"My parents made me and my brother do sports. He found soccer, but I never found anything I really liked," Shona says.

"Mum worked at the Wollongong Art Gallery with [renowned Illawarra circus performer] Heidi Hillier, who convinced mum to put me into the youth circus classes."

A natural aptitude for hula-hooping soon emerged, while she also showed talent for aerial silks. When Shona graduated from The Illawarra Grammar School eight years later, like many of her classmates she faced a fork in the road, the all-important choice of a post-school path - but unlike most, whose choices were work, uni or travel, Shona's choice was whether to take up an offer for further study or an offer to tour New Zealand with a travelling circus.

"I was accepted to uni, but when I was at high school I didn't think I wanted to go right back to study after so long at school," she says.

"I said it would be a trial year for me, to see if I could stick out seven months on tour - if I could handle the lifestyle I would stick with it, but if not I could always come back home to do uni."

She took the second option, and the trial was passed with flying colours.

"I moved to New Zealand the week after I turned 18. It was my first time moving away from home, and there were moments where I thought it would have been easier if I just stayed and went to uni, but I don't think I'd be nearly as happy as I am now," Shona says.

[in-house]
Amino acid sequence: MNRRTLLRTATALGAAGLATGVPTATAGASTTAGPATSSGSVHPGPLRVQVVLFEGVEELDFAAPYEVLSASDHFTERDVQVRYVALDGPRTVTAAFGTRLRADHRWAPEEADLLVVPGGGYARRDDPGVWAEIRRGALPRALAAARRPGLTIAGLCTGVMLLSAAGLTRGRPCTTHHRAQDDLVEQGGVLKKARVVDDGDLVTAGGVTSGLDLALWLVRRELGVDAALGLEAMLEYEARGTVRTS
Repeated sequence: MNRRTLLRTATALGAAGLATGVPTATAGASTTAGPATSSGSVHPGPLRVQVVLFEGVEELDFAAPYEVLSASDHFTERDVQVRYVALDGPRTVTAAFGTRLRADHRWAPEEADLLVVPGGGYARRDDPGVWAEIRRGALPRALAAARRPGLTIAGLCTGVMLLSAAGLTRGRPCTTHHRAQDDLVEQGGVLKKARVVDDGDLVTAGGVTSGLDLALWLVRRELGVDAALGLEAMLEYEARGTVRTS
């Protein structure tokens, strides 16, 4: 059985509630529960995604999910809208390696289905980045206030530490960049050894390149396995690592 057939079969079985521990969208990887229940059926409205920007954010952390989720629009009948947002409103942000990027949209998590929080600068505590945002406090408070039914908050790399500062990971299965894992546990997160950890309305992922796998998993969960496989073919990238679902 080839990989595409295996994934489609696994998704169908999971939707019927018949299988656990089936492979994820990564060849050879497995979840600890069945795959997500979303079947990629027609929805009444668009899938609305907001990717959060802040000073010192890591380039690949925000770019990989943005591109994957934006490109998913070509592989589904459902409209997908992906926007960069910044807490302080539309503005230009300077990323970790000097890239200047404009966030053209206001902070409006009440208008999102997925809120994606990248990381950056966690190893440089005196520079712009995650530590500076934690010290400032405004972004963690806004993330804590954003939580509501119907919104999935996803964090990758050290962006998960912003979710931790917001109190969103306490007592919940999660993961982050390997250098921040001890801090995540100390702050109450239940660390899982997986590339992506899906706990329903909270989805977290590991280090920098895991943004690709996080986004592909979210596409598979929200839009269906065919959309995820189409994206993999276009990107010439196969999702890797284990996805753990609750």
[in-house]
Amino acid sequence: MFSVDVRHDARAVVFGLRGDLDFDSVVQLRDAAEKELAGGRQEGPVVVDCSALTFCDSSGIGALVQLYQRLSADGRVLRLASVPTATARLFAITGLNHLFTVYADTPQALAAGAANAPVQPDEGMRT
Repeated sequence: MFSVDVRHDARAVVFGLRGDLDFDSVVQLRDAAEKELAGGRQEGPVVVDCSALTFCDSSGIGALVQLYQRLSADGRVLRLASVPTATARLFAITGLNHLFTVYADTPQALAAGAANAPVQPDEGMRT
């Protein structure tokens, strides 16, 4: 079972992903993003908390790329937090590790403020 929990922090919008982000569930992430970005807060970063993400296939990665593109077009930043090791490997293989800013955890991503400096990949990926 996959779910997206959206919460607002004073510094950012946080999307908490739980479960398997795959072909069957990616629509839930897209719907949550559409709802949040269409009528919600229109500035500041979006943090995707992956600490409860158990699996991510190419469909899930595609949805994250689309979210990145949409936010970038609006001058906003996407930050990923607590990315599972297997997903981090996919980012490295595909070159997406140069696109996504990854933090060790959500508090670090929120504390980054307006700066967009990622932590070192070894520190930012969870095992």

Seven months in New Zealand flowed into what is now five months in Glasgow, training more than 20 hours a week with the rest of her Commonwealth Youth Circus troupe towards performances around the 20th Commonwealth Games in July and August.

She works full-time around training - "it's an office job, pushing papers" - which makes for long and hectic days rather than the holiday dream life seemingly offered by the circus, but it is a lifestyle she is all too happy to keep living.

"I live with some of the other performers, and I get to see my friends every day. The circus is amazing, it's such a family community," she says.

"In the circus, it feels like you have a family wherever you go in the world. As soon as I got here, these guys became my Glasgow family.

"Other sports can be very demanding and competitive, but circus is different. It's a great way to be active and do something you care about, with people who are caring. I don't know anyone who does circus that doesn't enjoy it."

Long days and late nights are the routine, but the end goal is in sight. Shona and the CYC will perform a series of dates in rural Scotland alongside the Queen's Baton Relay as it makes its way to the famed Celtic Stadium for the Opening Ceremony on June 23.

The exact locations and venues are not known yet - "it's top secret, we don't even know where we're going to perform," Shona says - but the tour will be the highlight of the circus performer's life.

At only 19, she seems destined for a career dreamt of by children around the world. "Circus makes me happy now," she says simply. "I'll stop when it stops making me happy."